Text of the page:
This is because socio-cultural and historical
relativities shape the means for achieving the
goals of democracy
GOOD GOVERNANCE
DEMOCRACY
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Constitution
Separation of Powers
Institutions of Governance
Freedoms and rights (of
speech, association, etc)
Frequent Elections
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The Presence of Democracy
PLUS
Good, visionary Leadership
Institutionalism
Prudence in Economic
governance
Probity and accountability
Dialogue and Transparency
Participation in the process by
the socio-economic partners in
development
Provision of basic needs of the
people
Adherence to global best
practices
The
Ruler
The
Rules
Mechanisms
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‘Good governance involves the creation of the conducive
socio-economic, legal, political and institutional
environments to foster the state’s material strength; to
free people from the evils of abject poverty, preventable
diseases, ignorance, squalor and idleness; to provide the
citizenry with the voice to choose those who rule over
them, to hold those in power accountable when they do
not work for the greater good, to demand transparent
structures and to fight down socially regressive policies,
and to treat every citizen equal without regard to
gender, race, ethnicity, religion, and creed” –
AU/NEPAD
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The nexus between governance and
development has been explicitly identified by
the World Bank. In the 1992 report entitled
“Governance and Development”, the World
Bank set out its definition of good governance
as “the manner in which power is exercised in
the management of a country’s economic and
social resources for development”
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One big issue about the system of governance and
democracy in Africa concerns its relationship to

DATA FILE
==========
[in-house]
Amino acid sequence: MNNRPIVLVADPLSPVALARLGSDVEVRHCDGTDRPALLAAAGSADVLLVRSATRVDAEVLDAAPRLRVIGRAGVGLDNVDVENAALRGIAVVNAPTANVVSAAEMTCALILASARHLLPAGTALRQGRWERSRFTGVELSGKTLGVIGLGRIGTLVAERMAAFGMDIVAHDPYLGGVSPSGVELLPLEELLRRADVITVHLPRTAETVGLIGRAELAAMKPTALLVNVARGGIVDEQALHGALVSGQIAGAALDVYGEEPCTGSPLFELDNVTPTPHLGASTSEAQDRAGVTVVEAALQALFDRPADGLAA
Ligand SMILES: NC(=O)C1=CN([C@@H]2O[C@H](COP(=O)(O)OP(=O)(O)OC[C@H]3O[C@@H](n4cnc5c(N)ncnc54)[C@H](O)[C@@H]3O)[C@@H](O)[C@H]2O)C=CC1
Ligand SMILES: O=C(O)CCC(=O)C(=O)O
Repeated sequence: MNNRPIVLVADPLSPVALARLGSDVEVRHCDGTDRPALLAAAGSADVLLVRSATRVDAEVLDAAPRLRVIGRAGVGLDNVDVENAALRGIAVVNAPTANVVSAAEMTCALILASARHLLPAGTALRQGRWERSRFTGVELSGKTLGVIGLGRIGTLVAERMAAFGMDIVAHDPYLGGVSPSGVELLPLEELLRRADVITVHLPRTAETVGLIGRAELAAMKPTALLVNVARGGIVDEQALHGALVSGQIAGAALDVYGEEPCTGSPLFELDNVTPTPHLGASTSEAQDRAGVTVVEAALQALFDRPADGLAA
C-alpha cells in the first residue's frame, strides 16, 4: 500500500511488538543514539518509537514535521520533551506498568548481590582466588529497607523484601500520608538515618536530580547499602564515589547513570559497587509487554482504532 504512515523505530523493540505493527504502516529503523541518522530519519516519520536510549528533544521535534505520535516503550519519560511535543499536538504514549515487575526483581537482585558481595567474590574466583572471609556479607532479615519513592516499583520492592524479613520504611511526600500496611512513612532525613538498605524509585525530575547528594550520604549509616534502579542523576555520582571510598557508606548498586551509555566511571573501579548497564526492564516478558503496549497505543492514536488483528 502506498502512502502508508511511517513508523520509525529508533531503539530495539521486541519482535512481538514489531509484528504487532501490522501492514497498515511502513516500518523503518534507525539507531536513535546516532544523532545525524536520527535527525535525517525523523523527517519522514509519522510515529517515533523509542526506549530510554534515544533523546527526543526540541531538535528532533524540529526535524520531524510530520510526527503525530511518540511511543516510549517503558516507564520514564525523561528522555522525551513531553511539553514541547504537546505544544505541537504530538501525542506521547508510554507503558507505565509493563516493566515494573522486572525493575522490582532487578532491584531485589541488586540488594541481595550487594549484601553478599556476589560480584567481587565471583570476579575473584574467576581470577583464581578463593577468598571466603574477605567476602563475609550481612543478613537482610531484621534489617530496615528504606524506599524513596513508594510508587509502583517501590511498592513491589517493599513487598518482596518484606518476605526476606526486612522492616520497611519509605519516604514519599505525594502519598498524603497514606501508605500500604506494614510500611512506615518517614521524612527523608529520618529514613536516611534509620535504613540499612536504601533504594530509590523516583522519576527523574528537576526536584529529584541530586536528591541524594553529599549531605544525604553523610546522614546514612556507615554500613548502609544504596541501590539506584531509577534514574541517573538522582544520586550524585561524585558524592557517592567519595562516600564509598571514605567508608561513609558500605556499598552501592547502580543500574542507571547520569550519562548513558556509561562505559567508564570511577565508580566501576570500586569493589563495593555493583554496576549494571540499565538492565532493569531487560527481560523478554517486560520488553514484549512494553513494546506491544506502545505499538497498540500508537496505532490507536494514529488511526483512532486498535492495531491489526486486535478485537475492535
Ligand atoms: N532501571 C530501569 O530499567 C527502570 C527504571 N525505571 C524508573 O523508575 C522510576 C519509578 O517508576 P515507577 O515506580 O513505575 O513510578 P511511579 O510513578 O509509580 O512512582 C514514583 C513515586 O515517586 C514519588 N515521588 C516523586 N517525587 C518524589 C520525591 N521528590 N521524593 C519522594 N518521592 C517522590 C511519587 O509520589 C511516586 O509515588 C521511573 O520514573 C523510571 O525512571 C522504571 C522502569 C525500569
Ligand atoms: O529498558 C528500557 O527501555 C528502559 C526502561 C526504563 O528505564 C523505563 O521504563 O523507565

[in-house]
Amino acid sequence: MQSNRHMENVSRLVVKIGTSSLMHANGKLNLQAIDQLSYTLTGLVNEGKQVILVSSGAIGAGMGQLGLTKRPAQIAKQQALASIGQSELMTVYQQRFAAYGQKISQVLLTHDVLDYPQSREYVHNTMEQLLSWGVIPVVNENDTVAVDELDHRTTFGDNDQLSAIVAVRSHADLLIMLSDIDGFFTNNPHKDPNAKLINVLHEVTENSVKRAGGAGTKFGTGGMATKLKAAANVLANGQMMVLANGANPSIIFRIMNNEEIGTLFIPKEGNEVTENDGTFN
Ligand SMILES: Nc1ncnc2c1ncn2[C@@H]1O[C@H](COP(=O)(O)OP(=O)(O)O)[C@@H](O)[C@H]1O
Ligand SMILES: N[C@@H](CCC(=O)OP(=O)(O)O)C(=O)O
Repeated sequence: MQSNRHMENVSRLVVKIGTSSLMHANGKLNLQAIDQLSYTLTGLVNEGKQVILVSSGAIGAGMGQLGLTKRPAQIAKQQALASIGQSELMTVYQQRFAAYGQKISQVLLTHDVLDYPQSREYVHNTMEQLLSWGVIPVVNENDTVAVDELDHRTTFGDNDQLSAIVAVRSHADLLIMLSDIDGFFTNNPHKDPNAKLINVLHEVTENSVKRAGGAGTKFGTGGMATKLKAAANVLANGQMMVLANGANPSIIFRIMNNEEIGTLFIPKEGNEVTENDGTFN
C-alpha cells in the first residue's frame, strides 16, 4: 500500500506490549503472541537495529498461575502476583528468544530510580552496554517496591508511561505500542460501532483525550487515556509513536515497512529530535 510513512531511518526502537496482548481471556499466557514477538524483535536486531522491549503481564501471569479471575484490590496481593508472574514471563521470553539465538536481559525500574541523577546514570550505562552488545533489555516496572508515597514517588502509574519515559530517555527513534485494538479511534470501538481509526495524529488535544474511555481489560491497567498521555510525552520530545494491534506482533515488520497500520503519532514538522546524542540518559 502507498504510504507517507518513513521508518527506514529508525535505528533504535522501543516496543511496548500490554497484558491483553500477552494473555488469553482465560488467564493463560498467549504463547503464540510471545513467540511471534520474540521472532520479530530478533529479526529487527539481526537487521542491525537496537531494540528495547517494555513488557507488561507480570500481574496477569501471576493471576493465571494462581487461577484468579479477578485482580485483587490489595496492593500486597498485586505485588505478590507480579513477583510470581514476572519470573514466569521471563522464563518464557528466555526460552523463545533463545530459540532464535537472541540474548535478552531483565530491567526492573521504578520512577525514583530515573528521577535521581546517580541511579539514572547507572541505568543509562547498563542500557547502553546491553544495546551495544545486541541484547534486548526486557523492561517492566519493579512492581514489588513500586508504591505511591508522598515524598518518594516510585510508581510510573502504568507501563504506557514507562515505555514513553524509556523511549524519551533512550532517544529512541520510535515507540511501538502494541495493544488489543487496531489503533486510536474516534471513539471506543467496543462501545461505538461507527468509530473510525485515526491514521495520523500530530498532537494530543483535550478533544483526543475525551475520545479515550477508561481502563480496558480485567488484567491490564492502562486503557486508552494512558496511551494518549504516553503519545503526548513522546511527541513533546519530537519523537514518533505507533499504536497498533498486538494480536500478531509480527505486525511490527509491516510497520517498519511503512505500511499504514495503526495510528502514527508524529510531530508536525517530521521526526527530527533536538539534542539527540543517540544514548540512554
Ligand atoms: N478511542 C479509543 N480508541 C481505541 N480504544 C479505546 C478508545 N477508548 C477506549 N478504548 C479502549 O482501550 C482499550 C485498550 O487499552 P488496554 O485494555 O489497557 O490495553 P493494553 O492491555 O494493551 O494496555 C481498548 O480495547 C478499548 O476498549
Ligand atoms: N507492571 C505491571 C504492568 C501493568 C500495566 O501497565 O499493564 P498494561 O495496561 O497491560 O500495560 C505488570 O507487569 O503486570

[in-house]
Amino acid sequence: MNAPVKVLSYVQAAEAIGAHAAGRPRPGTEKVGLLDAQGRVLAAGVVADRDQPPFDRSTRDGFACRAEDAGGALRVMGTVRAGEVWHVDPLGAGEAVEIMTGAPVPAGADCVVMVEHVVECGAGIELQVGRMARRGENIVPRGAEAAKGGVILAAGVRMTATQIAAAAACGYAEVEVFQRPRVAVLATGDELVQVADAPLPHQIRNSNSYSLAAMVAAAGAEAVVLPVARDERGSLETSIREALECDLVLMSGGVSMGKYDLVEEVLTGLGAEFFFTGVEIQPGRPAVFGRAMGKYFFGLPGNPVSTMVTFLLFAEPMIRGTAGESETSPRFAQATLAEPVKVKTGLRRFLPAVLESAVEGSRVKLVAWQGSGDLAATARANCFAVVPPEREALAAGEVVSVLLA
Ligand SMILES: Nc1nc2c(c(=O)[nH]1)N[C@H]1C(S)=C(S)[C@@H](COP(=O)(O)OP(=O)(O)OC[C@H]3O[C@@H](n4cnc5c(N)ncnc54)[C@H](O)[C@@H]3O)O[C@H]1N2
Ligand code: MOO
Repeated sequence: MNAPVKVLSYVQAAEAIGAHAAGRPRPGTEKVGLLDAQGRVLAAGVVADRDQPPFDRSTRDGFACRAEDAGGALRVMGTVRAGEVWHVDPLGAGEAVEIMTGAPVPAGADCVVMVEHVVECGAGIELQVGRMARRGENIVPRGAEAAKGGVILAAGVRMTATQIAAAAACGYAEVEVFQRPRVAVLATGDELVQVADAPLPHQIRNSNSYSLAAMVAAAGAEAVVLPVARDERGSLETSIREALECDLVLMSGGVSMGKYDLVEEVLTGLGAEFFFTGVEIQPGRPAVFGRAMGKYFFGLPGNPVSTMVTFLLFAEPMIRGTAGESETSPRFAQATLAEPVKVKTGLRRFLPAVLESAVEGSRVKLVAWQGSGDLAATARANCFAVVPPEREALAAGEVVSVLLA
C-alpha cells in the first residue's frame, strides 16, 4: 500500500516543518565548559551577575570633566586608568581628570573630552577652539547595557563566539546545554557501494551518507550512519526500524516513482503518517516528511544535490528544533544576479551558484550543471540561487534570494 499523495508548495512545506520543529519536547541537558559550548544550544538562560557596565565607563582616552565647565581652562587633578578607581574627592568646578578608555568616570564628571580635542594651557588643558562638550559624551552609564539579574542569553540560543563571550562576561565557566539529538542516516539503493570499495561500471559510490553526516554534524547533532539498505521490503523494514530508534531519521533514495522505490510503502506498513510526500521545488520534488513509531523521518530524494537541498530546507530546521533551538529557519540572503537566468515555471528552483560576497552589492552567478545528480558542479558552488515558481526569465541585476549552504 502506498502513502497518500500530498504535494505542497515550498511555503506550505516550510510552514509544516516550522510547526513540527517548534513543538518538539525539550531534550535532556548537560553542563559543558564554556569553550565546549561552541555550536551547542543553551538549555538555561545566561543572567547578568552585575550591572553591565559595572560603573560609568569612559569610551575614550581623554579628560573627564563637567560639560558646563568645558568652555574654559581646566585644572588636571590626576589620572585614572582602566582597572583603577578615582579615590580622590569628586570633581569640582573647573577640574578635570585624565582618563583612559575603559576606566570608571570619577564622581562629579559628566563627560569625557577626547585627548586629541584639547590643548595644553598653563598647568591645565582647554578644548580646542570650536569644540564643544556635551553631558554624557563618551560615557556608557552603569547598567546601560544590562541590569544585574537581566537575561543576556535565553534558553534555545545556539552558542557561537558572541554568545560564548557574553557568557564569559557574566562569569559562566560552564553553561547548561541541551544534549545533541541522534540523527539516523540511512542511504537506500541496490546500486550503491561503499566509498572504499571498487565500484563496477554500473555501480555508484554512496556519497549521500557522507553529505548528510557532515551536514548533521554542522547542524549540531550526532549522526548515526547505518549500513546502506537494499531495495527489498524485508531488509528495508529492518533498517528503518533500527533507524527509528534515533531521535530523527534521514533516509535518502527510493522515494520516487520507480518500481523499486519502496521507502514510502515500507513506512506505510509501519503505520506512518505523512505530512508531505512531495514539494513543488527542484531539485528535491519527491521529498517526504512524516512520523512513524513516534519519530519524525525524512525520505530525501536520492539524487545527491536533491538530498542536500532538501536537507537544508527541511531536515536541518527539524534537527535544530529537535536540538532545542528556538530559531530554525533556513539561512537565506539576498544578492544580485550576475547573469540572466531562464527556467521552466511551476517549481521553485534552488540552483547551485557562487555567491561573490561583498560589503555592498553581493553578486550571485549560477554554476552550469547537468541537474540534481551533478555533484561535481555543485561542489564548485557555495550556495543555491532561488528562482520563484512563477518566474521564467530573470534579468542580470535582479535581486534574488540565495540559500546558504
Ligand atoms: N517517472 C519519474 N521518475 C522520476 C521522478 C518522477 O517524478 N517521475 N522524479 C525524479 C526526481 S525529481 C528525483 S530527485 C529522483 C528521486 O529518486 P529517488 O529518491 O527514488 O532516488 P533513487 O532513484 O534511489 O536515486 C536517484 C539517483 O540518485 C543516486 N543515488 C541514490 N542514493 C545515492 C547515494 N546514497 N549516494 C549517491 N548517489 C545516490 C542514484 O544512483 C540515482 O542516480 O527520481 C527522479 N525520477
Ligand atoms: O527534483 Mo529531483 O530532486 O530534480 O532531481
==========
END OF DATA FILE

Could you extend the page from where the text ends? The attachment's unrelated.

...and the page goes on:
development.
The crucial question that always comes to mind where
there is talk about democracy and development has been
the issue whether Africa is underdeveloped because it is
primarily undemocratic or Africa is undemocratic
because it is primarily underdeveloped? Which is cause
and which is effect?
There is yet another dimension: stability. Stability is a
socio-political precondition for both sustainable
development and durable democracy.
Africa’s three greatest needs therefore, are democracy
(good governance), stability, and development, the two
being the basic canvass for crafting the contours of the
latter.
Development
Stability
Democracy
Development
Democracy
(Good
Governance)
Stability
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In the African setting, governance problems have
been the main bane in stability and development.
According to Julius Ihonbvere, governance in Africa
has been at best neo-patrimonial and at worst clientilist
and predatory. True, Africa has produced some of the
most grotesquely predatory leaders the world has
ever known.
Nationalist leaders who ushered Africa into
independence did not change the neo-patrimonial
pattern of colonial rule – a government-led
discriminatory economic development that avoids
the growth of local entrepreneurial capacity.
They also pursued clientilist policies that assured
continued support for their rule.
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Dictatorship was the order, while in later years, mere
predation – imprudence in economic governance,
including massive corruption, profligacy, and theft –
symbolized Africa’s governance style.
It is against this background that Africa has seen lots
of civil-military cycles and a host of civil wars, some
of which are yet to abate.
Indeed, the failure of democracy and economic
development in Africa are due, in large part, to the
scramble for wealth by predator elites who have
dominated African politics since independence. They
see the state as a source of personal wealth
accumulation.